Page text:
We all change our minds. Or, more specifically anguish over this option, that option and other possible option we could have made.
Rereading a restaurant’s menu post-order, you’ll undoubtedly find something you want more than the meal you’ve already staked your evening's enjoyment and wallet on. You regret you didn’t order it as yours arrives at the table. You think of how great the other meal would have been.1
This same anguish is felt across all the choices we make... and don’t make.
The closure effect originated in physical retail environments. The same effects can carry across to digital and service environments. By actively getting people to close a form, interface or menu directly after they have made their choice, you can also close the choice they made.
It’s especially useful when you present a large number of options. Helping to overcome any limiting effects of the Paradox of Choice.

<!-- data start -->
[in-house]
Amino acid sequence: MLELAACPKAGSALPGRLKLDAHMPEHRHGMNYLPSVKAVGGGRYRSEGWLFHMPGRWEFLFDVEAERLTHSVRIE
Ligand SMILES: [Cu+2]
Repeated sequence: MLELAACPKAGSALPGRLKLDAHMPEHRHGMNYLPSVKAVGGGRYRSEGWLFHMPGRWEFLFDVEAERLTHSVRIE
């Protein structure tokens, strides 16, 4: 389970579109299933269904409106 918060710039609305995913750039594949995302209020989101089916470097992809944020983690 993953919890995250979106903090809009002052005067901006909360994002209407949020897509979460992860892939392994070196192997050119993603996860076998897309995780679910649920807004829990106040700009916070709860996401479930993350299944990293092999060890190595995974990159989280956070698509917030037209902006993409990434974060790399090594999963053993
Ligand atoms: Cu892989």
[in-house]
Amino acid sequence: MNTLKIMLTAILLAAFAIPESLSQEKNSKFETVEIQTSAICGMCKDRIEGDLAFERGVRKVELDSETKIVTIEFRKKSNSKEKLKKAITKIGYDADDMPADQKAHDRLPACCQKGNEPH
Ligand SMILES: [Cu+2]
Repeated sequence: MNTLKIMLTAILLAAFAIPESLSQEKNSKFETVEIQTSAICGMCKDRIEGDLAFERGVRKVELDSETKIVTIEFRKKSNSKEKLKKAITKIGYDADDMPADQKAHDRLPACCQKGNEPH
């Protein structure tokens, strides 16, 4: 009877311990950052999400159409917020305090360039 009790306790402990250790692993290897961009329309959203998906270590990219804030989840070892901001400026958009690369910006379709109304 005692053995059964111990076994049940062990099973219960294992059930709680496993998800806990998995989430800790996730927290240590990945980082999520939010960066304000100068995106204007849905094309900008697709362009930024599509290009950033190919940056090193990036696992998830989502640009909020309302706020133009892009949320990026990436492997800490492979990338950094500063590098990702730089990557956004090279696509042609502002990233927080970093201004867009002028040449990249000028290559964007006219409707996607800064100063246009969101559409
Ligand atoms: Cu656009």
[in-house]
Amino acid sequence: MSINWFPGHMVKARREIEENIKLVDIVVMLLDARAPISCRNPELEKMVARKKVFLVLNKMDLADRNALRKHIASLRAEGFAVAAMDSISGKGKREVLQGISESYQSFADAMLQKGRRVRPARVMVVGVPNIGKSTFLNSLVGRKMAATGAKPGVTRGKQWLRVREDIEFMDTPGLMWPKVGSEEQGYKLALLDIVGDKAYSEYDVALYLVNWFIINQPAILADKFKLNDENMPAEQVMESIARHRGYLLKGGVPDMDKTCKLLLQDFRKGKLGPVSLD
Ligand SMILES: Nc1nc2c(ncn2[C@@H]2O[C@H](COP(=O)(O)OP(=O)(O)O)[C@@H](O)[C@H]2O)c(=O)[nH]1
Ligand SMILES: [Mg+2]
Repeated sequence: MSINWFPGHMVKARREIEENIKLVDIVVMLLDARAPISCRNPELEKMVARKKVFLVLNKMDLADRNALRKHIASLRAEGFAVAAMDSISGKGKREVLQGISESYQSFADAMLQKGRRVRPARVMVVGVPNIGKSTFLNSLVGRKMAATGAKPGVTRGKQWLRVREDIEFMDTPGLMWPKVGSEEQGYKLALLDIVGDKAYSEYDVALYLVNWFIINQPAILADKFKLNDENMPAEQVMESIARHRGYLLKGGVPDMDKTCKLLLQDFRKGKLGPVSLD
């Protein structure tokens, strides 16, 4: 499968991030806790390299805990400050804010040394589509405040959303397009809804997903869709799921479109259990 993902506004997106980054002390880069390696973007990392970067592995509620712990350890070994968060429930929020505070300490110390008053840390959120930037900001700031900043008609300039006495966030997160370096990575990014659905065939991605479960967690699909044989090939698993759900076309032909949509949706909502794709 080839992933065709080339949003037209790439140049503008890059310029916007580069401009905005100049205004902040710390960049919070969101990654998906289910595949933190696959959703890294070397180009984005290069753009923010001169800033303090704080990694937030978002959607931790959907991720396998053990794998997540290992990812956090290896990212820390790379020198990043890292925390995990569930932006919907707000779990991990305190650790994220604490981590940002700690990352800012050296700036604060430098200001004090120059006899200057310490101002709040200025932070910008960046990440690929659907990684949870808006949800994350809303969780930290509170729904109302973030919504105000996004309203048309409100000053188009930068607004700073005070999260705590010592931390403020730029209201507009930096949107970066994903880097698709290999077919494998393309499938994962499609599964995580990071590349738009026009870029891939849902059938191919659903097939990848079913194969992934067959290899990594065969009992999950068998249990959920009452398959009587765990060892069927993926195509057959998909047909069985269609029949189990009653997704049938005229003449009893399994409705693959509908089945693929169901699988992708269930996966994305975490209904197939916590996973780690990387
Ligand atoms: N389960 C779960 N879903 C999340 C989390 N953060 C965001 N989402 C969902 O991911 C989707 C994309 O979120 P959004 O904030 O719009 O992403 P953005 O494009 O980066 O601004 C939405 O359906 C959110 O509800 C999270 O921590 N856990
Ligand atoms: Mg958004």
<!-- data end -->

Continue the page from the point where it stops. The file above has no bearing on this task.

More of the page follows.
Read paper: Zeelenberg, M. Anticipated Regret, Expected Feedback, and Behavioral Decision Making
Read paper: Lee, Y. Chen, A. Designing Interfaces to Induce Choice Closure: Why and How
1. Zeelenberg, Marcel (1999), Anticipated Regret, Expected Feedback, and Behavioral Decision Making, Journal of Behavioral Decision Making, 12 (2), 93–106.
2. Small, R. V., and Venkatesh, M. (1995). The Impact of Closure on Satisfaction with Group Decision Making.
3. Gu, Y., Botti, S., and Faro, D. (2013). Turning the Page: The Impact of Choice Closure on Satisfaction, Journal of Consumer Research (40:2), pp. 268–283.